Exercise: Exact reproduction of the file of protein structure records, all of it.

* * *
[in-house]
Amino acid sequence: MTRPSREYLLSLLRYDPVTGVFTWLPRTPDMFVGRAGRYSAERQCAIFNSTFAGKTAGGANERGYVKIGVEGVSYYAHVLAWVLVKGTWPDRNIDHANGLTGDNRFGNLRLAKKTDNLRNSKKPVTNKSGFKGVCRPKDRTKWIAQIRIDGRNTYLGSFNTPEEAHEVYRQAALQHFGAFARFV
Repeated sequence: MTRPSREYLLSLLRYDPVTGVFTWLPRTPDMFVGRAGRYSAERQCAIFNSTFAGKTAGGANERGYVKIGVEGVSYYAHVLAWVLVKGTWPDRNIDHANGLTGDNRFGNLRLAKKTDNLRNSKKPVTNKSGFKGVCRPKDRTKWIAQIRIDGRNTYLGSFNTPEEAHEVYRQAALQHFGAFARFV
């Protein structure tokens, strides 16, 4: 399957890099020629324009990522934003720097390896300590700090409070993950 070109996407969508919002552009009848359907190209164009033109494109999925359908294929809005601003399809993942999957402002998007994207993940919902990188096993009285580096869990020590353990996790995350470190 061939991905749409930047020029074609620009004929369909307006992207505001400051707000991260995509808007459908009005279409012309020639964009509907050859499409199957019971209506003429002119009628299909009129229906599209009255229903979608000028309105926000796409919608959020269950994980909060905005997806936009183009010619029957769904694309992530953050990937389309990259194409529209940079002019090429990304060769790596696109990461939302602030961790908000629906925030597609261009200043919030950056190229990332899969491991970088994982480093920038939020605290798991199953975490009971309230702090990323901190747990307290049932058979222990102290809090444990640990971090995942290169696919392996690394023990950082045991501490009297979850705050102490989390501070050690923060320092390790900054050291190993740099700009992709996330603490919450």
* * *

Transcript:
[in-house]
Amino acid sequence: MTRPSREYLLSLLRYDPVTGVFTWLPRTPDMFVGRAGRYSAERQCAIFNSTFAGKTAGGANERGYVKIGVEGVSYYAHVLAWVLVKGTWPDRNIDHANGLTGDNRFGNLRLAKKTDNLRNSKKPVTNKSGFKGVCRPKDRTKWIAQIRIDGRNTYLGSFNTPEEAHEVYRQAALQHFGAFARFV
Repeated sequence: MTRPSREYLLSLLRYDPVTGVFTWLPRTPDMFVGRAGRYSAERQCAIFNSTFAGKTAGGANERGYVKIGVEGVSYYAHVLAWVLVKGTWPDRNIDHANGLTGDNRFGNLRLAKKTDNLRNSKKPVTNKSGFKGVCRPKDRTKWIAQIRIDGRNTYLGSFNTPEEAHEVYRQAALQHFGAFARFV
């Protein structure tokens, strides 16, 4: 399957890099020629324009990522934003720097390896300590700090409070993950 070109996407969508919002552009009848359907190209164009033109494109999925359908294929809005601003399809993942999957402002998007994207993940919902990188096993009285580096869990020590353990996790995350470190 061939991905749409930047020029074609620009004929369909307006992207505001400051707000991260995509808007459908009005279409012309020639964009509907050859499409199957019971209506003429002119009628299909009129229906599209009255229903979608000028309105926000796409919608959020269950994980909060905005997806936009183009010619029957769904694309992530953050990937389309990259194409529209940079002019090429990304060769790596696109990461939302602030961790908000629906925030597609261009200043919030950056190229990332899969491991970088994982480093920038939020605290798991199953975490009971309230702090990323901190747990307290049932058979222990102290809090444990640990971090995942290169696919392996690394023990950082045991501490009297979850705050102490989390501070050690923060320092390790900054050291190993740099700009992709996330603490919450």